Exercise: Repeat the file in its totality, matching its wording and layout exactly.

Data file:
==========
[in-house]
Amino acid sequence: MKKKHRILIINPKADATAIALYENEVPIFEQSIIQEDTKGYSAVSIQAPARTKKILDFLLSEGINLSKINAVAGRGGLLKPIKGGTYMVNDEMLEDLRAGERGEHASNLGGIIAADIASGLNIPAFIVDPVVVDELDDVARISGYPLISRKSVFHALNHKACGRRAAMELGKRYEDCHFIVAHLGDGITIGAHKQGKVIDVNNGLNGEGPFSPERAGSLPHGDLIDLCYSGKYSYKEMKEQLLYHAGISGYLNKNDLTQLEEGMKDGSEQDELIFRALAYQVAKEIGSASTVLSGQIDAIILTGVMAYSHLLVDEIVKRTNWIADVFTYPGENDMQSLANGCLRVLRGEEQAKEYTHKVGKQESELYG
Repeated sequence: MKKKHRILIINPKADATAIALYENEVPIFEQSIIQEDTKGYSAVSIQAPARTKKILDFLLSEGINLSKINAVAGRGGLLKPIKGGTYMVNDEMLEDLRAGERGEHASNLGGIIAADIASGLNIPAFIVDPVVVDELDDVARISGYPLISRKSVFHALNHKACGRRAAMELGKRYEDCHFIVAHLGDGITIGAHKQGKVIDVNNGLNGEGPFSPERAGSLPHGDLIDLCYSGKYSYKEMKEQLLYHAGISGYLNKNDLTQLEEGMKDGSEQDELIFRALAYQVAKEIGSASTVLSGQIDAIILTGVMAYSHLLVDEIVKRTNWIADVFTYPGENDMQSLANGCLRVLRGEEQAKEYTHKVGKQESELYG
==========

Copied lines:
[in-house]
Amino acid sequence: MKKKHRILIINPKADATAIALYENEVPIFEQSIIQEDTKGYSAVSIQAPARTKKILDFLLSEGINLSKINAVAGRGGLLKPIKGGTYMVNDEMLEDLRAGERGEHASNLGGIIAADIASGLNIPAFIVDPVVVDELDDVARISGYPLISRKSVFHALNHKACGRRAAMELGKRYEDCHFIVAHLGDGITIGAHKQGKVIDVNNGLNGEGPFSPERAGSLPHGDLIDLCYSGKYSYKEMKEQLLYHAGISGYLNKNDLTQLEEGMKDGSEQDELIFRALAYQVAKEIGSASTVLSGQIDAIILTGVMAYSHLLVDEIVKRTNWIADVFTYPGENDMQSLANGCLRVLRGEEQAKEYTHKVGKQESELYG
Repeated sequence: MKKKHRILIINPKADATAIALYENEVPIFEQSIIQEDTKGYSAVSIQAPARTKKILDFLLSEGINLSKINAVAGRGGLLKPIKGGTYMVNDEMLEDLRAGERGEHASNLGGIIAADIASGLNIPAFIVDPVVVDELDDVARISGYPLISRKSVFHALNHKACGRRAAMELGKRYEDCHFIVAHLGDGITIGAHKQGKVIDVNNGLNGEGPFSPERAGSLPHGDLIDLCYSGKYSYKEMKEQLLYHAGISGYLNKNDLTQLEEGMKDGSEQDELIFRALAYQVAKEIGSASTVLSGQIDAIILTGVMAYSHLLVDEIVKRTNWIADVFTYPGENDMQSLANGCLRVLRGEEQAKEYTHKVGKQESELYG